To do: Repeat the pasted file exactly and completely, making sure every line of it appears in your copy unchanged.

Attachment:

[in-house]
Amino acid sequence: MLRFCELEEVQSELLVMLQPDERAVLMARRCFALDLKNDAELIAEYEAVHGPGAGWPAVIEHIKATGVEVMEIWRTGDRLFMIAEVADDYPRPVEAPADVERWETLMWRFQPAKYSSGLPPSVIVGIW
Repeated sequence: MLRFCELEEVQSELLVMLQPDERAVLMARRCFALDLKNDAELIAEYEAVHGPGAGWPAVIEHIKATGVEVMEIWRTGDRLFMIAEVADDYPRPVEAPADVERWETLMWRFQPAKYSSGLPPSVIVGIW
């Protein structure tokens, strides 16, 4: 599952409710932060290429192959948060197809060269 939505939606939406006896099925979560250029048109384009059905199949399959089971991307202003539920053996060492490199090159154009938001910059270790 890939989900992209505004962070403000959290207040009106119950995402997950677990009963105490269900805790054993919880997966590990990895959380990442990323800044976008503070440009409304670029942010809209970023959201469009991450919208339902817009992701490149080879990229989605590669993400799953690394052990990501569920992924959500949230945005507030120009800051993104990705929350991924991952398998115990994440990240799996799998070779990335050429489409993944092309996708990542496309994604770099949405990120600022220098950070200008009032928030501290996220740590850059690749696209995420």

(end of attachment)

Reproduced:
[in-house]
Amino acid sequence: MLRFCELEEVQSELLVMLQPDERAVLMARRCFALDLKNDAELIAEYEAVHGPGAGWPAVIEHIKATGVEVMEIWRTGDRLFMIAEVADDYPRPVEAPADVERWETLMWRFQPAKYSSGLPPSVIVGIW
Repeated sequence: MLRFCELEEVQSELLVMLQPDERAVLMARRCFALDLKNDAELIAEYEAVHGPGAGWPAVIEHIKATGVEVMEIWRTGDRLFMIAEVADDYPRPVEAPADVERWETLMWRFQPAKYSSGLPPSVIVGIW
């Protein structure tokens, strides 16, 4: 599952409710932060290429192959948060197809060269 939505939606939406006896099925979560250029048109384009059905199949399959089971991307202003539920053996060492490199090159154009938001910059270790 890939989900992209505004962070403000959290207040009106119950995402997950677990009963105490269900805790054993919880997966590990990895959380990442990323800044976008503070440009409304670029942010809209970023959201469009991450919208339902817009992701490149080879990229989605590669993400799953690394052990990501569920992924959500949230945005507030120009800051993104990705929350991924991952398998115990994440990240799996799998070779990335050429489409993944092309996708990542496309994604770099949405990120600022220098950070200008009032928030501290996220740590850059690749696209995420």